My Role at Testbirds is a series of blog posts that gives insights into the daily life at the office. Every so often, one of our employees will introduce you to his or her line of work and share some helpful tips.
This week features our team member Felix Buchner who is responsible for making Testbirds famous in the DACH market as PR and Marketing Manager in the Munich Office.
The chronicle of Constantine Manasses from 1345 including an @-symbol. Source: Wikimedia Commons
In this edition of “terms from the world of IT explained “, I will not talk about a term in particular, but about the history of a sign we all use daily: the at-sign or @. We use it in e-mail-addresses or on social media platforms for our handles, but why is it one of the most important symbols on the internet? Continue reading
Only 15 percent of employees in an IT company are female – that is the reality in German IT firms according to BITKOM. Quite few, right? That is why in this edition of our blog series “Women in IT” I would like to talk about women in the IT sector in general and at Testbirds.
Guest blog post by Chelsea Frischknecht, Influencer Relations, Tricentis
It was J. R. R. Tolkien who wrote: ‘Not all those who wander are lost’ and this rings true when it comes to exploratory testing. Many in the industry believe exploratory testing is the future of manual testing – especially for Agile processes. And chances are you’re already doing exploratory testing – whether you call it that or not.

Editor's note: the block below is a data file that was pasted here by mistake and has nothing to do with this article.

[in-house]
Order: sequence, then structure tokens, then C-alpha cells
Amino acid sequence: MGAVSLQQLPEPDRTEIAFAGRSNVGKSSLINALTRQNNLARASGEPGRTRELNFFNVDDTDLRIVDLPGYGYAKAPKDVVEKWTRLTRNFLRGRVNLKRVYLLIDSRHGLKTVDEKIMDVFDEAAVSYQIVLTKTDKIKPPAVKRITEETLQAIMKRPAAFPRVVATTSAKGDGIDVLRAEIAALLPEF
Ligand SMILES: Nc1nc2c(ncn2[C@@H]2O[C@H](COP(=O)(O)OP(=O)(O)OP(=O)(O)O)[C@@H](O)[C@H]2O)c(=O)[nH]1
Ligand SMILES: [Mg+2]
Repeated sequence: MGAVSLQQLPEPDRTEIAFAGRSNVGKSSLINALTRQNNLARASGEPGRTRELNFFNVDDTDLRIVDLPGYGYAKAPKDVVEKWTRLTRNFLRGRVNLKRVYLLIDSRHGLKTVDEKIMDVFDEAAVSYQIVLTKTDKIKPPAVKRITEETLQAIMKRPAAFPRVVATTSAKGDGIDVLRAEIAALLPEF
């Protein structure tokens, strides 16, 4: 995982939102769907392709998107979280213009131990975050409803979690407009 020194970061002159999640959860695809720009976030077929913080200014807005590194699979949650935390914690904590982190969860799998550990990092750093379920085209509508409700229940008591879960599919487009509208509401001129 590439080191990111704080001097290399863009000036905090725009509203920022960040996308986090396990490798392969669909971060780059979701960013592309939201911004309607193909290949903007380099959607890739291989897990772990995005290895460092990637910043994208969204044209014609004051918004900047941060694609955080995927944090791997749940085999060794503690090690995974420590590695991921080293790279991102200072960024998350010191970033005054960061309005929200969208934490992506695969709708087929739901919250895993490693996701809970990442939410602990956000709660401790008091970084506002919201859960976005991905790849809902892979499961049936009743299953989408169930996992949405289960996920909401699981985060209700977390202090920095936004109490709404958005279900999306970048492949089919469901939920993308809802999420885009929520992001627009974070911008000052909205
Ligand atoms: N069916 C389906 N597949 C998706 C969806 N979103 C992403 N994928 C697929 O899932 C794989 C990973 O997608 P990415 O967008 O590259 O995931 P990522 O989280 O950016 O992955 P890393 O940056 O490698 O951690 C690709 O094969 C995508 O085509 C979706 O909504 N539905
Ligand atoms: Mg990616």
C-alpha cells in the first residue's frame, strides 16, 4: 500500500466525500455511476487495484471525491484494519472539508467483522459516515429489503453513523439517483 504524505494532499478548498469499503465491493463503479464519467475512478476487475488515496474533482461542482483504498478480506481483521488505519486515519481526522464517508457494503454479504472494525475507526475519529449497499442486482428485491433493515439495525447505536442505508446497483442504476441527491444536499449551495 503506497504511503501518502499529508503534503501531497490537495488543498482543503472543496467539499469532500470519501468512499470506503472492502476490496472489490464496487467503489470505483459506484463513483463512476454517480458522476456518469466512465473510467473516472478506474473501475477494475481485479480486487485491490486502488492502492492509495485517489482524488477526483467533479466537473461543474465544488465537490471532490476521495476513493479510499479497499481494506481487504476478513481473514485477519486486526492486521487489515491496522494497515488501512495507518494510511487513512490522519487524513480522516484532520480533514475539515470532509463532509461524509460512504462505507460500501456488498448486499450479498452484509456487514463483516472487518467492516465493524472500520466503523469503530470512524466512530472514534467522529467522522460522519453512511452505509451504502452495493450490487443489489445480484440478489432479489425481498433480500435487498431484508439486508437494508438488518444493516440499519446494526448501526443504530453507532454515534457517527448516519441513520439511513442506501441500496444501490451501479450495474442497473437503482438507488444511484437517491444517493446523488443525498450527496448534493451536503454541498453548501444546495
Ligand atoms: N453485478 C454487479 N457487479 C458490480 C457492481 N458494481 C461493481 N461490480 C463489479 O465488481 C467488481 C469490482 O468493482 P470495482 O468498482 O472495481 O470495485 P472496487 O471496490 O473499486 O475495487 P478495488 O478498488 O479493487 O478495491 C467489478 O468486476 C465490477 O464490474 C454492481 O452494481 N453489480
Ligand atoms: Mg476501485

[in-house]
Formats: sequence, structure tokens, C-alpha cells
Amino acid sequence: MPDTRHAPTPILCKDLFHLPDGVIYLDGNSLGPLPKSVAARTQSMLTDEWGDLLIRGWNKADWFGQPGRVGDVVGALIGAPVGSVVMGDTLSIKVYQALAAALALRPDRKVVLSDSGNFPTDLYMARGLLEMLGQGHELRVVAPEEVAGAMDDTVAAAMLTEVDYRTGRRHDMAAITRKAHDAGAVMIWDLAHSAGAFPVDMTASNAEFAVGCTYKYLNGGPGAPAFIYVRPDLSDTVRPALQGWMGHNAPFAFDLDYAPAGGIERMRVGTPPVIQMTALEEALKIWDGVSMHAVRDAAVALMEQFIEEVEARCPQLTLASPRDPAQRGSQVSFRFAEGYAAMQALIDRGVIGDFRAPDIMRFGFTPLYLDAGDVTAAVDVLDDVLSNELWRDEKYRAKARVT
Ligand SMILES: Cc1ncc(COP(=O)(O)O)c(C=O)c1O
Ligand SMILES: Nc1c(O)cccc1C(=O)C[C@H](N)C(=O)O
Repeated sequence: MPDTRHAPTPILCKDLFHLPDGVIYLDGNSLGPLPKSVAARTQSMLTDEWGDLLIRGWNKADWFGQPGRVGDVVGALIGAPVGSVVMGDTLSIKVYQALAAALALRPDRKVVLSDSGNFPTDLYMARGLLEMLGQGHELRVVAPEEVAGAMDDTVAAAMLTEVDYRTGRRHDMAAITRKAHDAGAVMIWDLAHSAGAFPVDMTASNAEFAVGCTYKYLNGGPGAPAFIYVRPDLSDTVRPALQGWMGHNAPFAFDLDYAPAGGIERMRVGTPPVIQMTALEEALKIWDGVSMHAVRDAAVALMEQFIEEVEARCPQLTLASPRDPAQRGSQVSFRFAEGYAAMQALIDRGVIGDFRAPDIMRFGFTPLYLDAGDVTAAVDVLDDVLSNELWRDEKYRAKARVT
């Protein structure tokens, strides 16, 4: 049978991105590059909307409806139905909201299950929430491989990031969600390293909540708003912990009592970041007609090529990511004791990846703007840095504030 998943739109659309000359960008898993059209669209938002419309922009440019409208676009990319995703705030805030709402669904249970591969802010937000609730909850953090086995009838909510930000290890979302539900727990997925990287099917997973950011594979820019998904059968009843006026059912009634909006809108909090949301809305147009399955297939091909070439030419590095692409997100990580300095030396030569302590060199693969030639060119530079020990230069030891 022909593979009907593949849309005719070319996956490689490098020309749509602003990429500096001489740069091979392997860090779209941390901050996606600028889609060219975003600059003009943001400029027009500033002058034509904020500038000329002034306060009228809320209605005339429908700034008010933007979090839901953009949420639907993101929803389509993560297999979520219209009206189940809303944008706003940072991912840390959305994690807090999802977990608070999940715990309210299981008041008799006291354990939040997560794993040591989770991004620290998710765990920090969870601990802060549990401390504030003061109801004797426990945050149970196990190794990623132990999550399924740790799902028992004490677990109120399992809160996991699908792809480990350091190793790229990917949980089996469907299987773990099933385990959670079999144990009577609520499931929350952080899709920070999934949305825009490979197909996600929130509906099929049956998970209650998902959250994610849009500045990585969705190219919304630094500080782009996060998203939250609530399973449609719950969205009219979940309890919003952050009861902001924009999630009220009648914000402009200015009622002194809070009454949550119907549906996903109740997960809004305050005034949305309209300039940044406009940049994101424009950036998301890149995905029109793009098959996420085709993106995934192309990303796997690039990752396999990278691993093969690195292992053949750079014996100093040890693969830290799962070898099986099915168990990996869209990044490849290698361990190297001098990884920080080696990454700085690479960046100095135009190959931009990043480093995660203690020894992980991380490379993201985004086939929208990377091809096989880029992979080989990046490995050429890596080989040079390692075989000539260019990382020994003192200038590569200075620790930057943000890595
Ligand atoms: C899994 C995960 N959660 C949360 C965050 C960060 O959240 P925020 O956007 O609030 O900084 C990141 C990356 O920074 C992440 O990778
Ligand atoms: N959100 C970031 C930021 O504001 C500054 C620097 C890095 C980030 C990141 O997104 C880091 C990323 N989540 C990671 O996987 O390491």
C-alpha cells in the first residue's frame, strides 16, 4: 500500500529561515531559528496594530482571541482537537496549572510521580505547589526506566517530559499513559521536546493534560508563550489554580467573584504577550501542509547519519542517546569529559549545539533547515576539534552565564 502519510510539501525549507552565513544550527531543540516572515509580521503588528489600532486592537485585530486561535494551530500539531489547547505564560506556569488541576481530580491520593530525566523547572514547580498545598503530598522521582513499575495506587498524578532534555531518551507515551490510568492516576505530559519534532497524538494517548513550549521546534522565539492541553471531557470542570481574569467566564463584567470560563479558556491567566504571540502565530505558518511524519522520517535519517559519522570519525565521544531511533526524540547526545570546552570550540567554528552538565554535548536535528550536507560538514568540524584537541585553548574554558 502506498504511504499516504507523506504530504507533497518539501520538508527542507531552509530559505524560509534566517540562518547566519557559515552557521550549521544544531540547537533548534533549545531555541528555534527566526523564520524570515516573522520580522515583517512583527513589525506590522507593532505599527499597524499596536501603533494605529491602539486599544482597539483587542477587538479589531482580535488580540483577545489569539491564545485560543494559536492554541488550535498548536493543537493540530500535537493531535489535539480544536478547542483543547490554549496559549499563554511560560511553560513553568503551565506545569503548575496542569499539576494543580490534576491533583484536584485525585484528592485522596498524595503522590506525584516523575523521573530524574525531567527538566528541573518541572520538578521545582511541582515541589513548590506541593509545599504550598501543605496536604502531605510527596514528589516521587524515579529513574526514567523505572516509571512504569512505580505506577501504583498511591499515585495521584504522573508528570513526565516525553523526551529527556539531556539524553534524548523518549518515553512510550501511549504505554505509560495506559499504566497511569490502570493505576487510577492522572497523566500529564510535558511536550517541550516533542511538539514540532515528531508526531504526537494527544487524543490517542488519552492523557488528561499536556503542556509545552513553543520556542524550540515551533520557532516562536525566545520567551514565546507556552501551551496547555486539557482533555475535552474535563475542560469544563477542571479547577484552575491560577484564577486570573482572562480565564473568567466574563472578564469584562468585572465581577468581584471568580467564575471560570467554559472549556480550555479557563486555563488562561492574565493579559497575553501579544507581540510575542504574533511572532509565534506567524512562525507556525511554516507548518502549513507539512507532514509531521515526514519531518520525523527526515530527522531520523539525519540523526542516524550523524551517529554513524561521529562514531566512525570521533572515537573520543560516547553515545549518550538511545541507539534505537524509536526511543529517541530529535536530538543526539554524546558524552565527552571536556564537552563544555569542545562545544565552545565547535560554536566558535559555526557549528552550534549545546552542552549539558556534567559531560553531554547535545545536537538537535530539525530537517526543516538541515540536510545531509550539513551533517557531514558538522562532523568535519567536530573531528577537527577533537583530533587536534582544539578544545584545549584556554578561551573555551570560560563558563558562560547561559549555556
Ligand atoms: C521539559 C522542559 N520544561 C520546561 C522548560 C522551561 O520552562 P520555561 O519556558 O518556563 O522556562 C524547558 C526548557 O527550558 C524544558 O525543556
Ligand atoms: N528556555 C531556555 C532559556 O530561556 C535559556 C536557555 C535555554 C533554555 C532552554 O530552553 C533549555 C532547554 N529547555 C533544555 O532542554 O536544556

“Terms from the world of IT explained” is a series of blog posts that explains the origin of common IT terms. We often use them in our daily life, but do we know where they come from?
This first edition of the series is dedicated to the bug. Finding errors – also called functional testing – is an important part of our work here at Testbirds, so this term is very familiar to us. But does an error in software have the same name as a small insect? There are a bunch of funny and interesting stories behind it.
The most famous one – or rather the most famous myth, features the computer pioneer Grace Hopper. Back in 1947, an electromechanical computer in the Computation Library at the University of Harvard had a malfunction. Operators found out that there was a moth trapped in a relay and wrote down in a log book “first actual case of a bug being found” with the dead moth taped to the page.